Changes to the National Minimum Wage come into affect on 1 April 2017. Employment lawyer Roger Spence details the main changes and what it means for employers.
What are the changes to the national minimum wage?
From 1 April 2017, the statutory national minimum wage for workers aged 25 and over increases from £7.20 to £7.50 per hour. The following national minimum wage increases will also take effect from that date:
- The rate for workers aged 21 to 24 increases from £6.95 to £7.05 per hour;
- The rate for 18 to 20-year-olds increases from £5.55 to £5.60 per hour;
- The rate for 16 to 17-year-olds increases from £4.00 to £4.05 per hour;
- The apprentice rate increases from £3.40 to £3.50 per hour; and
- The accommodation offset increases from £6.00 to £6.40 a day.
How is the national minimum wage enforced?
The national minimum wage is enforced by HMRC with investigations initiated either by complaint from workers or third parties, or through targeted enforcement of businesses operating within known low-paying sectors.
Enforcement measures available to HMRC include service of notices of underpayment, civil penalties, “naming and shaming”, recovery of underpayments through tribunals or civil courts, and criminal prosecution.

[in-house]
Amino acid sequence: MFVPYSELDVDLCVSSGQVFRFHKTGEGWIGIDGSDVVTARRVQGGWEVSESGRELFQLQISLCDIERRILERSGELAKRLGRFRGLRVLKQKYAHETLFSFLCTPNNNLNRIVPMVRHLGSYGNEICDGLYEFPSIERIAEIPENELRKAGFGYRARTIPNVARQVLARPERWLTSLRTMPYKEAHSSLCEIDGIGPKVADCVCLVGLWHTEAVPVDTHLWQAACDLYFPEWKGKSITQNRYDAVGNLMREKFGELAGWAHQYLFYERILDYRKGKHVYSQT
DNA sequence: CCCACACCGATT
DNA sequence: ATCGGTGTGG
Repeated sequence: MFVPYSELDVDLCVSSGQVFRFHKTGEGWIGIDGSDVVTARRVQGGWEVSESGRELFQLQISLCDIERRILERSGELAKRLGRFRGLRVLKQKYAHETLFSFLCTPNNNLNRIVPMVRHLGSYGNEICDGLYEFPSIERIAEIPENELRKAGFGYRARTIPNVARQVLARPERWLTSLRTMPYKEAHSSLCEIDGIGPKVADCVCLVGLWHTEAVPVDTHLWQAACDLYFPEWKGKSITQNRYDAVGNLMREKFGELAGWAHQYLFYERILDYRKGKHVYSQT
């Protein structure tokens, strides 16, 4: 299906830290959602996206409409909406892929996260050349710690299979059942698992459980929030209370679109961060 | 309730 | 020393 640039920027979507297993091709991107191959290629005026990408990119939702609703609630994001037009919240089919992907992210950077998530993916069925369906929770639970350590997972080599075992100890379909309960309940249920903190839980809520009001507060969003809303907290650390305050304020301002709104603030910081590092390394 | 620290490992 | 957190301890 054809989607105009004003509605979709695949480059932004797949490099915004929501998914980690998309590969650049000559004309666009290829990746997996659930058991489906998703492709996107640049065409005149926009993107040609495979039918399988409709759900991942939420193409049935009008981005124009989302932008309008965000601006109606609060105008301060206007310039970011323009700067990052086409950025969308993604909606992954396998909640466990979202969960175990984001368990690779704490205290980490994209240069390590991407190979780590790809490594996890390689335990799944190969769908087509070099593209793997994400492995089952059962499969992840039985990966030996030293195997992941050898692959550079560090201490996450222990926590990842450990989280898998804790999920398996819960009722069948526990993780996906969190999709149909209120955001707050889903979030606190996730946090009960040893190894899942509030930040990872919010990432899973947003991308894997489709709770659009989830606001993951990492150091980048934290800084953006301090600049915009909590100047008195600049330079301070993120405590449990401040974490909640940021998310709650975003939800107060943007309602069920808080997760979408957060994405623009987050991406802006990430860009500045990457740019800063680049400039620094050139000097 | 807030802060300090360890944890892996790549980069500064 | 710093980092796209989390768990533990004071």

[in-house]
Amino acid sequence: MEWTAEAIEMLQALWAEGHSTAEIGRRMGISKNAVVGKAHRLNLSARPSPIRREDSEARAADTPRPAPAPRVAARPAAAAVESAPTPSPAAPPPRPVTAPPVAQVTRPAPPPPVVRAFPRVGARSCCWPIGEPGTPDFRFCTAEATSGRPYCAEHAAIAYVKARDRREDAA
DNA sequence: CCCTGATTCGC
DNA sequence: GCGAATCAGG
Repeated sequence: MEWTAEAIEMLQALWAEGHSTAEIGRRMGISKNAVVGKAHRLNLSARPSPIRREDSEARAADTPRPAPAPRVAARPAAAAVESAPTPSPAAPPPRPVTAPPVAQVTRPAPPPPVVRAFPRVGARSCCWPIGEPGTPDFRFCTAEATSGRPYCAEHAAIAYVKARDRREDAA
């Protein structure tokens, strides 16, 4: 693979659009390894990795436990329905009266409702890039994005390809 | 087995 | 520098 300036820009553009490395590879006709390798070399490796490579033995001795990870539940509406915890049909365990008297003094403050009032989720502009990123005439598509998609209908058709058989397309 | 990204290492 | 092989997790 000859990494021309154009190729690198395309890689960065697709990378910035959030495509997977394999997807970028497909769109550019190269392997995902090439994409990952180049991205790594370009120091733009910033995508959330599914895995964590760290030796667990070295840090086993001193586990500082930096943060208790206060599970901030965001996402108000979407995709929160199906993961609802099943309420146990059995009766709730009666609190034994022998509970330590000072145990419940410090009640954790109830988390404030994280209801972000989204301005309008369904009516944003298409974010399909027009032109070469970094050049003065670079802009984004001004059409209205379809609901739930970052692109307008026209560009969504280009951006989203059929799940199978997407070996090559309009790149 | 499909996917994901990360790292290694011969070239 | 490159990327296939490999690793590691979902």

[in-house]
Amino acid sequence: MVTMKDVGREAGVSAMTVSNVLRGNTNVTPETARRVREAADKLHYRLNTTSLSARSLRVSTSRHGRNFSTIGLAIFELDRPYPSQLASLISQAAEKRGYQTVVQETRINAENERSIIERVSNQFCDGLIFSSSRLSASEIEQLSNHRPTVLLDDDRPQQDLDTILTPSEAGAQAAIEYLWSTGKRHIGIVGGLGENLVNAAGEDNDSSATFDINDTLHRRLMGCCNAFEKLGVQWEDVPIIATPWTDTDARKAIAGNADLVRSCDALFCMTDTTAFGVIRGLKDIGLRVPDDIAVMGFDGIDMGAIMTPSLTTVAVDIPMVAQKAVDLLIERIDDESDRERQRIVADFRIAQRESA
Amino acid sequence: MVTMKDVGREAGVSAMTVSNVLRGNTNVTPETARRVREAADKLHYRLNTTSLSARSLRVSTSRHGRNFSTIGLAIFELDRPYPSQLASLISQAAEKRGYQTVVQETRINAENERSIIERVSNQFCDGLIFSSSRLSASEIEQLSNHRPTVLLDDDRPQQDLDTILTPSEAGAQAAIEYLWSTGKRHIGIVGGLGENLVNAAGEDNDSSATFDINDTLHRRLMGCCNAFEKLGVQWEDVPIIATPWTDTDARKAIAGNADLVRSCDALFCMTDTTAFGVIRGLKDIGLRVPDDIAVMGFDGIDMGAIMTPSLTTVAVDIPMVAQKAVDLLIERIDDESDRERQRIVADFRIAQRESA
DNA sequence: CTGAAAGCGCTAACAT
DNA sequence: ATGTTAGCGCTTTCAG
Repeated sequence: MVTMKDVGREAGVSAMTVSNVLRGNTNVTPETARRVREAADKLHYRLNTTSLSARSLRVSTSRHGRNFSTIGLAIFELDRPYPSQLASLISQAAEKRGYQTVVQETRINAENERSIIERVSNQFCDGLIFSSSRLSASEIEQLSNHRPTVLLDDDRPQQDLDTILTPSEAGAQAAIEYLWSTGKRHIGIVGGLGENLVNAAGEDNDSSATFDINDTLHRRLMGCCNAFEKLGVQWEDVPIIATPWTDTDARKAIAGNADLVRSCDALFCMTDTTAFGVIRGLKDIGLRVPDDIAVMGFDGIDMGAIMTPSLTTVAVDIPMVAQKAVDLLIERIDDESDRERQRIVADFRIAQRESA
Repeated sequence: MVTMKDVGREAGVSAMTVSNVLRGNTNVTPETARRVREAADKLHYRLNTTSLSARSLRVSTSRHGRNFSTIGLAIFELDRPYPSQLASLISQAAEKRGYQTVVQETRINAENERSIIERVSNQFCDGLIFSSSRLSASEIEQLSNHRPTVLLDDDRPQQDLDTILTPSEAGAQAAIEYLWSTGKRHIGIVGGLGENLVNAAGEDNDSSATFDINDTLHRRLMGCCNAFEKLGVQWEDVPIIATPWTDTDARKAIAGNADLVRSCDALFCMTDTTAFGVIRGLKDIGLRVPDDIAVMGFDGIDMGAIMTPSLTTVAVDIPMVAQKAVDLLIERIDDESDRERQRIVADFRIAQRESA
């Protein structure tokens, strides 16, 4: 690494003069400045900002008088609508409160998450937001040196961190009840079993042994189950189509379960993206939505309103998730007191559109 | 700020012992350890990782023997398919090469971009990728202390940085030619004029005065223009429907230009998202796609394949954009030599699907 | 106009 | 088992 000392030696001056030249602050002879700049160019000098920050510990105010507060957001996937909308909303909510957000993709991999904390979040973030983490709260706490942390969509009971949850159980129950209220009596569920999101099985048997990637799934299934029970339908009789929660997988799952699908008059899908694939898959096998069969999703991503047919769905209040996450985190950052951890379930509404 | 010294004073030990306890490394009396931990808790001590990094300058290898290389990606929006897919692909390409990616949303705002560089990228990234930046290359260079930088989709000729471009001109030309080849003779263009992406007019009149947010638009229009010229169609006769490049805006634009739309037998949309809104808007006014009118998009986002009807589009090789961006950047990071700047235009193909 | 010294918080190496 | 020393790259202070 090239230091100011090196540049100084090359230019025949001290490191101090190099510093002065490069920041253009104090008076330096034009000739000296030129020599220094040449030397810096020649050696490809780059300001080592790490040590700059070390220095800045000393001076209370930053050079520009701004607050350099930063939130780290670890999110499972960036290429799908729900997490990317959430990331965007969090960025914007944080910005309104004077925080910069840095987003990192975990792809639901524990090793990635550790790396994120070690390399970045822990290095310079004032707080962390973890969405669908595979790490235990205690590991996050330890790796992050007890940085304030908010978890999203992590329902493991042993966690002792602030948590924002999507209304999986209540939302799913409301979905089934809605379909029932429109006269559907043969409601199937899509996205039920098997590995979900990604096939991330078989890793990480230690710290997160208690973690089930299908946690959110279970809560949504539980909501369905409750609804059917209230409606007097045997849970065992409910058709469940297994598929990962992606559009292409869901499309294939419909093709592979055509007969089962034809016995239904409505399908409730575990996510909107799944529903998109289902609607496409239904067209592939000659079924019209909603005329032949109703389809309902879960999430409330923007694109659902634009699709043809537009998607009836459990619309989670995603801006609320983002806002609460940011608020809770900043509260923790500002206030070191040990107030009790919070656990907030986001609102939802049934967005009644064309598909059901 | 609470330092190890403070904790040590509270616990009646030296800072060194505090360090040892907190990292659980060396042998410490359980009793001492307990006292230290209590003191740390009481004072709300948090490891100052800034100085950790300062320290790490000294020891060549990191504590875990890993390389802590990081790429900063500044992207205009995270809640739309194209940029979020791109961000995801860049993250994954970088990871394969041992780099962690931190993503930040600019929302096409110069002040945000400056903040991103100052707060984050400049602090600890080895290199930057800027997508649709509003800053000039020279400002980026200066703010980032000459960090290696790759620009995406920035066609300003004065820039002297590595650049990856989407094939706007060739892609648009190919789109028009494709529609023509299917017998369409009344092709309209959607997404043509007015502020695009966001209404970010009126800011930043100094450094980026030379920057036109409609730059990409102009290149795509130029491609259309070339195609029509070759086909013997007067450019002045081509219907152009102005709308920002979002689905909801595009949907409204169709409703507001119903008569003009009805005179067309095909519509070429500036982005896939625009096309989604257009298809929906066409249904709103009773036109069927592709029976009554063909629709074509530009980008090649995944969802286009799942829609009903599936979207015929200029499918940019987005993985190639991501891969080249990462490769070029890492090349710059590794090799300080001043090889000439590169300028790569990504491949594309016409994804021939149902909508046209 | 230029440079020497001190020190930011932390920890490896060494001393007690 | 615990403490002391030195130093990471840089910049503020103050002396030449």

What other changes to pay are coming in?
In addition to the national minimum wage increases, from 2 April 2017 the standard rates of statutory maternity, paternity, adoption and shared parental pay will rise from £139.58 to £140.98 per week (or 90 per cent of the person’s average weekly earnings if lower).
The standard rate of statutory sick pay will also rise from £88.45 to £89.35 per week with effect from 6 April 2017.
If you have any queries regarding the application of the statutory payment regime to your business, our experienced team of employment lawyers would be happy to help.
Roger Spence is head of employment law at Harrison Drury. For more information on how the changes to the National Minimum Wage will affect your business, contact Roger on 01772 258321.